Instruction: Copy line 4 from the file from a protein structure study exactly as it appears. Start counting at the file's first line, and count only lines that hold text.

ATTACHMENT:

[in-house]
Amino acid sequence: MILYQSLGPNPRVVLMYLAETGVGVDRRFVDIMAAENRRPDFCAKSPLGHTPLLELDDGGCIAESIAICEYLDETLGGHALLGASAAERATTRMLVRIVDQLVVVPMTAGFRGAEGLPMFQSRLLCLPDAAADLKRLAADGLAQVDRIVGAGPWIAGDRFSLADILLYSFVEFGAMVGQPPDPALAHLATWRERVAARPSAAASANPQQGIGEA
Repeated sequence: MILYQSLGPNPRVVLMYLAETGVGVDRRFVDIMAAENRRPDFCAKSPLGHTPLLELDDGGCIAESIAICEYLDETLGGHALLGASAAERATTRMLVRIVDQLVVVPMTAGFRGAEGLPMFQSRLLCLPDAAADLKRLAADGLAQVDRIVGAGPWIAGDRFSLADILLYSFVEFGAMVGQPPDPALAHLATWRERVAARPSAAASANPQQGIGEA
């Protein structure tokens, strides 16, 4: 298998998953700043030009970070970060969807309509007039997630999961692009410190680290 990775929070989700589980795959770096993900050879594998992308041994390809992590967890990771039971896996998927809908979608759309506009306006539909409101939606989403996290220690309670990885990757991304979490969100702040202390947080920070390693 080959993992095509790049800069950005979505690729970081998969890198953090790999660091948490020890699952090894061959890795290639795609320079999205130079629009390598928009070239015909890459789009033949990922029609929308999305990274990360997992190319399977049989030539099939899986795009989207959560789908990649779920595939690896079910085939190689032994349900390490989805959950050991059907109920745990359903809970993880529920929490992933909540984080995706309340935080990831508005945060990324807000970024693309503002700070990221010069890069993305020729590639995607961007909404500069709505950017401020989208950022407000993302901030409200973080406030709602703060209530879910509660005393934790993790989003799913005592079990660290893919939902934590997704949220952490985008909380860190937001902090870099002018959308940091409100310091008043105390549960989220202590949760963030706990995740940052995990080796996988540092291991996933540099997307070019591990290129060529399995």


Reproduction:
């Protein structure tokens, strides 16, 4: 298998998953700043030009970070970060969807309509007039997630999961692009410190680290 990775929070989700589980795959770096993900050879594998992308041994390809992590967890990771039971896996998927809908979608759309506009306006539909409101939606989403996290220690309670990885990757991304979490969100702040202390947080920070390693 080959993992095509790049800069950005979505690729970081998969890198953090790999660091948490020890699952090894061959890795290639795609320079999205130079629009390598928009070239015909890459789009033949990922029609929308999305990274990360997992190319399977049989030539099939899986795009989207959560789908990649779920595939690896079910085939190689032994349900390490989805959950050991059907109920745990359903809970993880529920929490992933909540984080995706309340935080990831508005945060990324807000970024693309503002700070990221010069890069993305020729590639995607961007909404500069709505950017401020989208950022407000993302901030409200973080406030709602703060209530879910509660005393934790993790989003799913005592079990660290893919939902934590997704949220952490985008909380860190937001902090870099002018959308940091409100310091008043105390549960989220202590949760963030706990995740940052995990080796996988540092291991996933540099997307070019591990290129060529399995």